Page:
RV windows will be weather sealed, but that can deteriorate over time as well.
You should check these seals regularly and replace them when necessary. Typically, you should expect to replace the window seals every two years.
Though small, slide screws can end up letting moisture in.
What usually happens is that water is getting in around the screw itself and through the screw hole. This can be fixed with caulking to keep water from coming inside.
Slide-Outs Leaking When Open
There can be many causes to why your Rv slide-outs are leaking when open and in use. It can also be a pain to have to deal with when you are camping or on the road. I always recommend a thorough inspection before taking your RV out on the road to avoid as many headaches as possible, but unfortunately, no matter how well or often you do inspections and maintain your RV, you can still run into problems on the road.
This is where the seals are the most likely culprit. But it’s also possible that it’s due to not having a level RV.
The weather seals are there to keep you dry inside of your slide-out when it’s in use, so when it rains and there is leaking, it’s probably the seals that are having trouble.
If the seals are all in good condition then make sure your RV is level. I mentioned earlier how having your RV un-level can result in a multitude of problems, including causing a leak in your slide-outs.
There is also always the possibility of a crack or damage to the roof of your slide-out.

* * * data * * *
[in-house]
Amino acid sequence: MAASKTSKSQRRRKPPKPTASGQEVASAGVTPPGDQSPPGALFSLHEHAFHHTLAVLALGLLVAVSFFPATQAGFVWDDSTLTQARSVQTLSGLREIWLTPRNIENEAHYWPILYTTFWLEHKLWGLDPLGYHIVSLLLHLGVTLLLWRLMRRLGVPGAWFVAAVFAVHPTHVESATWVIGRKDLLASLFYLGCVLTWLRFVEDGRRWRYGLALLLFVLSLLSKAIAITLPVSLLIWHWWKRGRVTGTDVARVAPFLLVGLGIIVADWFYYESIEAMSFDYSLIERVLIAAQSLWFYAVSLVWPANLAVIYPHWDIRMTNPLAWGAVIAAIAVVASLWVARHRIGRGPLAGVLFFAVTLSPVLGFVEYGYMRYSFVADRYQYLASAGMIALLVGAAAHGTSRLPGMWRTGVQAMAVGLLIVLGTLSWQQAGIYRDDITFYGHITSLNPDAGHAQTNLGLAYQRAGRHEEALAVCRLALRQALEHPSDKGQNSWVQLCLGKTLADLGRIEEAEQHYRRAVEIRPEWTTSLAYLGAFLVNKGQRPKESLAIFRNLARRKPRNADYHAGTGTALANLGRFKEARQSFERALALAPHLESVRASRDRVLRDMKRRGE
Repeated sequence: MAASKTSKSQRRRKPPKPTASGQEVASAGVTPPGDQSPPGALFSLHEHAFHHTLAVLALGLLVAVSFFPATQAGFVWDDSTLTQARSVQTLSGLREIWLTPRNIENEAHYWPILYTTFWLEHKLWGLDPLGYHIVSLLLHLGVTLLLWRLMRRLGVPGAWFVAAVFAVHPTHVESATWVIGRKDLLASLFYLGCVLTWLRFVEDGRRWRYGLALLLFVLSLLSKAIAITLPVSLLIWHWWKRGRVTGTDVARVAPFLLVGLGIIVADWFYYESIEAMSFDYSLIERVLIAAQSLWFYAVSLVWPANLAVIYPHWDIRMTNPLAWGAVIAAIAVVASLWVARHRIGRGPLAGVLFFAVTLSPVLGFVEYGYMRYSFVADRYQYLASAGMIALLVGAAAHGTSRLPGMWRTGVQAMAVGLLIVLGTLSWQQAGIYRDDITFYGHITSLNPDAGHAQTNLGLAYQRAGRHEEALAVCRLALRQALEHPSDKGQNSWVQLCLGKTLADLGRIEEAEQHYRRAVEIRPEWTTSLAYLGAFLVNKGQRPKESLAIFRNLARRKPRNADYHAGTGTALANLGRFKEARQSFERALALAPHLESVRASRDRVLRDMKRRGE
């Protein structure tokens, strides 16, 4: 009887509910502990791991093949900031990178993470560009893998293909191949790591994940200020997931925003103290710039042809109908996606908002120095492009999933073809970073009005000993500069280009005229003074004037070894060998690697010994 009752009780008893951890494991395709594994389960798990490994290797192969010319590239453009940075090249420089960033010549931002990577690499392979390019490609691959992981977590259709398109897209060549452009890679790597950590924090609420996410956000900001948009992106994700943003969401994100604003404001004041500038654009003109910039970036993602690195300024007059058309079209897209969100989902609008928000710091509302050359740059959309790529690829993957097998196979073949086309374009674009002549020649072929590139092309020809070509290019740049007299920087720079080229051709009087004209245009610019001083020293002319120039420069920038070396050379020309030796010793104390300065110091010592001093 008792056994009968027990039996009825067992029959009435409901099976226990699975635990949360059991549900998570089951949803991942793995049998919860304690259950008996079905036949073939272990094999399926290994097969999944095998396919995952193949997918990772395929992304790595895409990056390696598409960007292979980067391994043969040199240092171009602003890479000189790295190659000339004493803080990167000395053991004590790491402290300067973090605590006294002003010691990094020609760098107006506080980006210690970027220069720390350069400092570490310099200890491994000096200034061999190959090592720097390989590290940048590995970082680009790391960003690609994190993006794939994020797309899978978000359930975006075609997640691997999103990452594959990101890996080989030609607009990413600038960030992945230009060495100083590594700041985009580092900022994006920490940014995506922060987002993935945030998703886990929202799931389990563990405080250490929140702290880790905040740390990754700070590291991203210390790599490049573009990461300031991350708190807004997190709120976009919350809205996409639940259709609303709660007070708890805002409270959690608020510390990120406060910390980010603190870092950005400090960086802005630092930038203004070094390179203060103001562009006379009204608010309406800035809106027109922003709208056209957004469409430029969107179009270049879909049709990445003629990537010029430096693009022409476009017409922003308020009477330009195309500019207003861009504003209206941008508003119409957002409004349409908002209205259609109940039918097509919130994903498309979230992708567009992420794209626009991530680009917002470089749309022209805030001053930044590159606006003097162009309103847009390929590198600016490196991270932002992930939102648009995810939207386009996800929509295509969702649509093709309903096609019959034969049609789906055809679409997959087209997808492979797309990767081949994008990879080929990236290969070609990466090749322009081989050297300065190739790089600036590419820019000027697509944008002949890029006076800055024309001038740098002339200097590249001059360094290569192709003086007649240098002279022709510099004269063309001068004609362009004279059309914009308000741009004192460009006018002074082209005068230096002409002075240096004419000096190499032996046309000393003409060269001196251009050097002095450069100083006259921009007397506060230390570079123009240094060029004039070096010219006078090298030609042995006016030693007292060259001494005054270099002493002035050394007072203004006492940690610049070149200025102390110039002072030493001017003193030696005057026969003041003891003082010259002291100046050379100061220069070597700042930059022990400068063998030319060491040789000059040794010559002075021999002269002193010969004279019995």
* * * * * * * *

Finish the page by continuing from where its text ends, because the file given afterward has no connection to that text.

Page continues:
Slide-Outs Leaking When Closed
If your RV slide-out is leaking when it’s closed, then it’s usually an indication that there is a pooling of water on top of it. This will typically happen after a storm or being near a body of water.
A piece of debris can get stuck along with the water and it can poke a hole in the seal or get caught underneath it, leaving enough space for the water to drain through and into your RV. This looks like water running quickly from the seam of the slide-out and into the inside of your RV.
The reason for this kind of leak is likely due to a lack of proper storage during the off-season. That’s why we recommend proper winterization, proper storage preferably with the slides in, and that you cover your RV.
If you’ve had your RV slide-out closed for a while and are just now noticing a leak, then it’s possible that the leak is not a result of the slide-outs, but is due to the body and mechanics of the RV itself. This will present as a wet spot or possibly mold on the sealing that is dripping onto the floor below.
How To Fix & Maintain Your Slide-Outs
In the majority of cases, fixing a leaky slide-out is a relatively easy fix. It can be a common problem, so knowing how to troubleshoot it and fix it yourself, is a great way to save money and give you peace of mind when it does happen.
1. Replace Old Seals
Your slide-out seals should be replaced every two years. You can replace them yourself with relative ease.
Make sure you purchase the correct type and size of seal for the correct fit. You’ll want to remove the old seal and completely dry out the internal area before installing the new one. Once it’s dry, you can install the new seal.